cDepartment of Anaesthesiology, University Hospital of Göttingen, Göttingen, Germany

dDepartment of Anaesthesiology and Critical Care, Campus Kassel of the University of Southampton, Kassel, Germany

eDepartment of Cardiothoracic Surgery, University of Alabama at Birmingham, Birmingham, AL

fDepartment of Surgery, University of Kentucky, Lexington, KY

CORRESPONDENCE TO: Philipp M. Lepper, MD, Department of Internal Medicine V, University Hospital of Saarland, Kirrberger Strasse 100, Homburg 66421


Copyright 2017, American College of Chest Physicians. All Rights Reserved.


Chest. 2017;151(5):1177-1178. doi:10.1016/j.chest.2016.12.035
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We read with great interest the review about ICU care before and after lung transplantation (LTx) by Fuehner et al. The authors suggest irreversible extrapulmonary organ failure, septic shock, severe arterial occlusive disease, and not being previously listed as specific contraindications for bridge to transplantation (BTT) with extracorporeal life support (ECLS).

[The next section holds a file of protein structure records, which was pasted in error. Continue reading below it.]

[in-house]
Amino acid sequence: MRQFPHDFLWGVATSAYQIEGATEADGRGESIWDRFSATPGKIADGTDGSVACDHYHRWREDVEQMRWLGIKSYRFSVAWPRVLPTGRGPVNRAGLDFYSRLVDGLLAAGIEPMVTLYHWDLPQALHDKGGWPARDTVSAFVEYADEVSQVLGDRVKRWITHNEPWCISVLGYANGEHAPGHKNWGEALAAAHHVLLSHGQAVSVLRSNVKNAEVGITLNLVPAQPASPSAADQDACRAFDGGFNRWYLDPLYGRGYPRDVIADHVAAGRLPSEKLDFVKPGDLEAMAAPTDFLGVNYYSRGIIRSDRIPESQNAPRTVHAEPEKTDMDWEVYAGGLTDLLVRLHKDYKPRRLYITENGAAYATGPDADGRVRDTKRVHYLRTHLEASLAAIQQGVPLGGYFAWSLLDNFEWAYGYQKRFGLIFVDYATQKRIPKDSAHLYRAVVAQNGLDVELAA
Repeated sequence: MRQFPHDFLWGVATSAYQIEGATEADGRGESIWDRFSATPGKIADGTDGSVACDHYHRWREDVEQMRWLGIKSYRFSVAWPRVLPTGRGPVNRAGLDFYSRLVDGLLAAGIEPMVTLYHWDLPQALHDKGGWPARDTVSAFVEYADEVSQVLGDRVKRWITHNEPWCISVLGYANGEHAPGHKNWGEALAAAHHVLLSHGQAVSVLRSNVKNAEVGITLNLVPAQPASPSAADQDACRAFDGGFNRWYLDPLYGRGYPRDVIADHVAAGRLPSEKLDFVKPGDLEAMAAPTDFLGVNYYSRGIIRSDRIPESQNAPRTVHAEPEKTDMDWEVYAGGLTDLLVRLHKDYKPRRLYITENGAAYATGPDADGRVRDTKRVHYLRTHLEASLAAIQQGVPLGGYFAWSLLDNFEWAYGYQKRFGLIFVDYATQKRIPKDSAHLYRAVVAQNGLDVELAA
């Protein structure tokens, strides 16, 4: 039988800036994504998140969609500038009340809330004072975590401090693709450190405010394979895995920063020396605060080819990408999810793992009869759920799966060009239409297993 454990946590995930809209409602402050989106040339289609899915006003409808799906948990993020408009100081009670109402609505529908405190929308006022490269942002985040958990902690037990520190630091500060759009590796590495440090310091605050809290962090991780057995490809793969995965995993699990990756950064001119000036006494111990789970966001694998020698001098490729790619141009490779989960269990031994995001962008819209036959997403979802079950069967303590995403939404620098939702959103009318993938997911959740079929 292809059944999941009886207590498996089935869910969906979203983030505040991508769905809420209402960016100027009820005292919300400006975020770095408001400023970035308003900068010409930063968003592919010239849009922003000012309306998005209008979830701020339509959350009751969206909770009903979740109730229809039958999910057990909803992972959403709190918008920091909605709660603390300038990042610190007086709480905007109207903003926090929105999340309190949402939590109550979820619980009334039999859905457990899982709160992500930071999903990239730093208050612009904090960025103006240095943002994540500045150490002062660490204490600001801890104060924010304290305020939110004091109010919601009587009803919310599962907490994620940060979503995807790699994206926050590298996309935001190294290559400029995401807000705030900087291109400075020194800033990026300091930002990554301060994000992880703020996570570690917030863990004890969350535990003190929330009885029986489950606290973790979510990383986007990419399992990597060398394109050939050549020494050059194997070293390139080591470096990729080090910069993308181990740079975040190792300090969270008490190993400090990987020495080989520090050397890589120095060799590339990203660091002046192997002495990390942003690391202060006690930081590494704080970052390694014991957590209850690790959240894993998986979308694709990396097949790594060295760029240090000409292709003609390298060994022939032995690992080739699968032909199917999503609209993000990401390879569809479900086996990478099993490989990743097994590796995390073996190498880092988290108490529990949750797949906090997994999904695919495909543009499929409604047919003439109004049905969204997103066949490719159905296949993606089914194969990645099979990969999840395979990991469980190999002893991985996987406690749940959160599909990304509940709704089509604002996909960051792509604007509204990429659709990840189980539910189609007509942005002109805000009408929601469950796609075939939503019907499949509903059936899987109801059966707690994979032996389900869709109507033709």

We agree that patients in the ICU present challenges regarding LTx eligibility. Many factors impact the quality of the donor and the recipient as well as the overall lack of suitable donor organs. Furthermore, high-urgency transplantation or patients with multiple comorbidities may yield a higher risk of failure. Many patients in the ICU, especially those without previous LTx evaluation, will be disqualified under these circumstances.